Social Reforms Can Ignite Change in Failing School Districts

As part of "The Future of Urban Education" series, Dr. Benjamin Justice, Professor for the Graduate School of Education at Rutgers University, sits down with Steve Adubato to discuss how social reforms could ignite the real change needed to improve failing school districts.

3/3/18 #203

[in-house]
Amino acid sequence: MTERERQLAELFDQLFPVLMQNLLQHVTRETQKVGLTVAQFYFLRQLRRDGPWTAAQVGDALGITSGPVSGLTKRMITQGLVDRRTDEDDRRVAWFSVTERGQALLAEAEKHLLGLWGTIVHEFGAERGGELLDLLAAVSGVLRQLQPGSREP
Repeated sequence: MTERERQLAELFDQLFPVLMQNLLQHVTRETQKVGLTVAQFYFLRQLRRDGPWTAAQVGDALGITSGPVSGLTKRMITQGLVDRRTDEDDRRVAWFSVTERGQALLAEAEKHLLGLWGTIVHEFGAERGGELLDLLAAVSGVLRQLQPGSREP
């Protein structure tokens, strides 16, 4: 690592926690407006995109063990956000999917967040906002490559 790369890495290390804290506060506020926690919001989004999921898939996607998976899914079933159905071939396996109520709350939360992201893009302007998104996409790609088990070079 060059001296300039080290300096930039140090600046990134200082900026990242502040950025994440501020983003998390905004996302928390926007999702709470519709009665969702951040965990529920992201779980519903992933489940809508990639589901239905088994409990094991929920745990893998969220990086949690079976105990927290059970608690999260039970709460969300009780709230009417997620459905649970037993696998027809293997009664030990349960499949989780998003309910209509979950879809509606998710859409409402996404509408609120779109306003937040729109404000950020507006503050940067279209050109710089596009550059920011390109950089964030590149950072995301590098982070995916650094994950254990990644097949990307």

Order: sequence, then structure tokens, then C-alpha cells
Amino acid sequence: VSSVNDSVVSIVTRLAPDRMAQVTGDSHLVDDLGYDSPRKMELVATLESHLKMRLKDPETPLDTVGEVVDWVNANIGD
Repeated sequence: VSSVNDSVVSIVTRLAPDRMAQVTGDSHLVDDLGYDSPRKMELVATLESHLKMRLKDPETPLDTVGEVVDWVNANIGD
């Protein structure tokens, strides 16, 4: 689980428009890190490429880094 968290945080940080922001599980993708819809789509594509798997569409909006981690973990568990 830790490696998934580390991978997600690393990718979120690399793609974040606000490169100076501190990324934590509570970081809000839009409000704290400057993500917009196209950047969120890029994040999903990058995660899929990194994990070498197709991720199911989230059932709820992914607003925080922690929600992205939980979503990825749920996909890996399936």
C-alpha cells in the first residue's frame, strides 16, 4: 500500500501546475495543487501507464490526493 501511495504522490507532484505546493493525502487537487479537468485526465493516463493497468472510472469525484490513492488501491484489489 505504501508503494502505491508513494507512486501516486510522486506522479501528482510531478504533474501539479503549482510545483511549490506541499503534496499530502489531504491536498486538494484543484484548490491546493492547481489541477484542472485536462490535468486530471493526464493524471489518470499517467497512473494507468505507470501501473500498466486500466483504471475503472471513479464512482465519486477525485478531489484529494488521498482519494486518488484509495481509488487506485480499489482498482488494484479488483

"Steve Adubato, this is part of our series called The Future of Urban Education. We're taping in Newark, New Jersey at the North Ward Center. It is our pleasure to welcome Doctor Benjamin Justice, Professor of the Graduate School of Education, at my alma mater. A great school, not because I went there, but Rutgers University. Good to see a doctor. Nice to see you. Thank you. I want to thank you for being part of our forum on urban education. Big picture... you see, and look at, and research urban school systems across this nation. Why is urban education, overall, so challenging? Urban education is challenging because urban living is challenging. And you know, we t... my colleague at Rutgers Newark, Jean Anyon, who recently passed, once said that trying to change urban schools is like trying to run an air filter next to a screen door. Hmm. You know, it's really difficult to clean the air with all the other air coming in, right? And... Right. You know, urban schools are challenging because cities are challenging. And cities are challenging as a result of policy over the course of the 20th century. So it's not... it's not surprising that we're in the situation that we're in. You have talked about school reform. I'm curious about this. Define school reform. And is it different in every case? So school reform is... we define it in... when I teach a course called The History of School Reform, we define a school reform as a planned effort to make a school better. And I think, by and large, people who engage in school reform do try to make schools better. But what's also true is the old expression that when all you have is a hammer, every problem looks like a nail. Hmm. Right? And so... You mean you're looking for a problem? Well you're looking for a particular kind of problem. And sometimes you'll see a situation, and you'll define it in a way where you feel like you can fix it without having to change your tools. And so... But what's the larger reality in your view? Well the larger reality is, again, that urban education in particular, requires a look, not just at what schools are doing, but what communities are doing, what businesses are doing, what state government is doing. Schools that... Or not? Or not. Schools largely reflect the communities that they serve, and that, you know, serve the schools. Is there something about Newark...? I mean we're taping in Newark. Based on the 1947 Constitution of New Jersey, the state has the responsibility for education. So therefore in three..."